On June 1, I celebrated my first anniversary as president/CEO of EDUCAUSE. I don’t think a year has ever gone by faster for me, or been as rewarding, or as busy. Continuing and building on key relationships has been a high priority, so when people ask me if my office is in Colorado or Washington, D.C., I’m inclined to tell them that my office is an aisle seat 20,000 feet above both of the EDUCAUSE offices. My back-of-the-napkin estimate is that I’ve logged around 150,000 miles of travel across the United States in this first year. It’s important for a membership organization to stay connected to those we serve, and it’s inspiring for me to see the innovation and collaboration of our member institutions.
In my anniversary month, I had the pleasure of connecting with colleagues in Europe. EDUCAUSE members include 300 colleges and universities from 47 countries. My first stop was EUNIS2016, where I was honored to give the opening keynote. Since the theme of the gathering was “crossroads where the past meets the future,” I couldn’t resist putting together a presentation reflecting some of the ideas I’ve been considering about “the history of the future of education technology.” My talk looked at historical representations of the future, such as the one below, and explored what they can tell us in 2016.
Speaking of the past, as the citizen of a country less than 250 years old, I felt my head spinning as I listened to Pericles A. Mitkas, the rector of the host university, share details about the Aristotle University of Thessaloniki, including the fact that this year the university will be celebrating the 2400th birthday of local notable and namesake Aristotle.
EUNIS shares a mission similar to that of EDUCAUSE, and it has reach across Europe (120 institutions in more than 30 countries). I especially enjoyed the fact that the new EUNIS Board of Directors president, John Murphy, is director of Information Systems Services at Trinity College Dublin, where I earned my master’s degree three decades ago. In addition to the keynote, I co-presented in a session on the next generation digital learning environment (NGDLE) with EDUCAUSE Board Chair Bruce Maas, EDUCAUSE Board Member Jack Suess, and IMS Global Learning Consortium CEO Rob Abel. There is a great deal of European interest in standards-based approaches in general and this work in particular.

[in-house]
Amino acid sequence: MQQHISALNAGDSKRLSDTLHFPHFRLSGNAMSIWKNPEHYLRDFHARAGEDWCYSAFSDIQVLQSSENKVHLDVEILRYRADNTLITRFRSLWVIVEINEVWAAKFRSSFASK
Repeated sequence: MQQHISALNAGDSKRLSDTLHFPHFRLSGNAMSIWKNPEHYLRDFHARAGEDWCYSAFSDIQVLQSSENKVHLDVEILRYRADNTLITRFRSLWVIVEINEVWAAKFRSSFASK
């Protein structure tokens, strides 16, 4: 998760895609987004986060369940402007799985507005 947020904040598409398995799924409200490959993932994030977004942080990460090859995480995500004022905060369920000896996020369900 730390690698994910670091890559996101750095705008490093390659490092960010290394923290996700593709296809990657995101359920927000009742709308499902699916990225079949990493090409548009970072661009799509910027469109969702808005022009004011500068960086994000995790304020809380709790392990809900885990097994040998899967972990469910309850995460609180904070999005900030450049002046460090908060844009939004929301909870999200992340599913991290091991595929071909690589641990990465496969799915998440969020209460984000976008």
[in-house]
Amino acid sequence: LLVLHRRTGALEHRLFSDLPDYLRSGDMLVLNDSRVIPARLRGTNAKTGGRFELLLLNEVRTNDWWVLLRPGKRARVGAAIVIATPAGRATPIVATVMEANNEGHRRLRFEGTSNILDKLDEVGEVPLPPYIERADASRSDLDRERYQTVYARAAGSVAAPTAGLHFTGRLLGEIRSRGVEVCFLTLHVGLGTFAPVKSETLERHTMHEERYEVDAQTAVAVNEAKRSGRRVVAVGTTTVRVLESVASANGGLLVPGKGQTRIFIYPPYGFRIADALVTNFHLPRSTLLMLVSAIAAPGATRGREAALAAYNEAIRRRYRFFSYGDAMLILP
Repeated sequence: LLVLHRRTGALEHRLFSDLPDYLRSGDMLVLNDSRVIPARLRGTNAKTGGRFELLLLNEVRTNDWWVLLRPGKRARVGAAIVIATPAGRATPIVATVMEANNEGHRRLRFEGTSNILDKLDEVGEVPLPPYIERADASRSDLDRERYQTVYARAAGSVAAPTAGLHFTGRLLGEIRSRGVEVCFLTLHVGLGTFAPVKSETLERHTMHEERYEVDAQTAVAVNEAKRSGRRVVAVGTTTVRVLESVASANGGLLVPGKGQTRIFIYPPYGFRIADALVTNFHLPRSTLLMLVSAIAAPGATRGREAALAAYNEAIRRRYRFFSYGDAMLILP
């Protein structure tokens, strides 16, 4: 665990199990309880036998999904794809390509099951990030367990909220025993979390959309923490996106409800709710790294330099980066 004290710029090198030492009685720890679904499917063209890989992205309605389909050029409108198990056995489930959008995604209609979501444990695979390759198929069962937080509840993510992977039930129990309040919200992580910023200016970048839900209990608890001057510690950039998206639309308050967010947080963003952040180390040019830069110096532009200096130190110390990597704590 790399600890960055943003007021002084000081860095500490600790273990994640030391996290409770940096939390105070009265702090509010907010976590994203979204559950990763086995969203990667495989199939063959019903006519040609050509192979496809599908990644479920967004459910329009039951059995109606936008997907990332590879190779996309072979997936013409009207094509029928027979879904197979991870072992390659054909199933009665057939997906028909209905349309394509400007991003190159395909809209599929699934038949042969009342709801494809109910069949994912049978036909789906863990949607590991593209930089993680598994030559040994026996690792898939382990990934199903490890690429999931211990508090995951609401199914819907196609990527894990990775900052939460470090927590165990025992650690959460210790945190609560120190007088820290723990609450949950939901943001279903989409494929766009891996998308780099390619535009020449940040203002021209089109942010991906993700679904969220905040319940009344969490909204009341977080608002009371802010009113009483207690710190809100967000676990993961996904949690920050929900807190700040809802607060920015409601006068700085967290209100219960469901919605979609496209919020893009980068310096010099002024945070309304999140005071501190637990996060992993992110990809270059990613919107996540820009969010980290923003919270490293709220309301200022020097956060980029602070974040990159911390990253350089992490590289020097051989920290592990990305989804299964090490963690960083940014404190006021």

During and following this event, I had excellent opportunities to engage in substantive conversations with members of two U.K. higher education organizations: UCISA and Jisc. I met with Peter Tinson, UCISA executive director, who gave me the chance to learn more about this key information systems and technology organization that represents almost all major colleges and universities in the United Kingdom. Peter is also president of the board of CHEITA, which aims to share best practices across member associations and, by extension, the individual institutions that make up those associations. EDUCAUSE, like UCISA, is a member of CHEITA. I also had a one-on-one conversation with Paul Feldman, Jisc chief executive, and meetings with many of his key staff. Some of you may be aware that EDUCAUSE collaborated with Jisc in 2015 on a joint report on the role of strategic leadership. I believe there are promising opportunities for further collaboration with these and other organizations in Europe.
My last engagement was the TNC16 Conference in Prague, with its theme of “Building the Internet of People.” Bruce, Jack, and I presented on NGDLE here as well, and I was able to participate in two strategic meetings exploring opportunities for collaboration with the groups I mentioned above, as well as with SURF (a collaborative Dutch organization), GÉANT (a pan-European advanced networking organization), and others. The focus of TNC is the crucial network backbone that makes research possible all around the world, and Internet2 plays a key role here (thanks to Internet2 President Dave Lambert for connecting me to leaders in this thriving community). The highlight for me was a three-hour meeting, with leaders from around the world, in which we imagined how we can collaborate in ways that will be mutually rewarding and beneficial to the members we serve.
As someone who was once an international student, I was not at all surprised to find that connecting with international colleagues was exhilarating. One minute I was talking to a colleague from France, then China, then Iran, then Sweden, then Togo, then. . . . If you had asked me, before these trips, what I thought would be inspiring, I would have predicted it would be discovering and uncovering all the challenges and opportunities we have in common. Looking back on my conversations, however, I realize that it was also deeply insightful to learn about our differences. With different cultures, traditions, regulations, and expectations, we have all been approaching a common set of challenges, in our unique ways. We all have much to learn from the different practices that have emerged and that are emerging still.
John O’Brien is President and CEO of EDUCAUSE.
© 2016 John O’Brien. The text of this blog is licensed under the Creative Commons Attribution-NonCommercial-NoDerivatives 4.0 International License.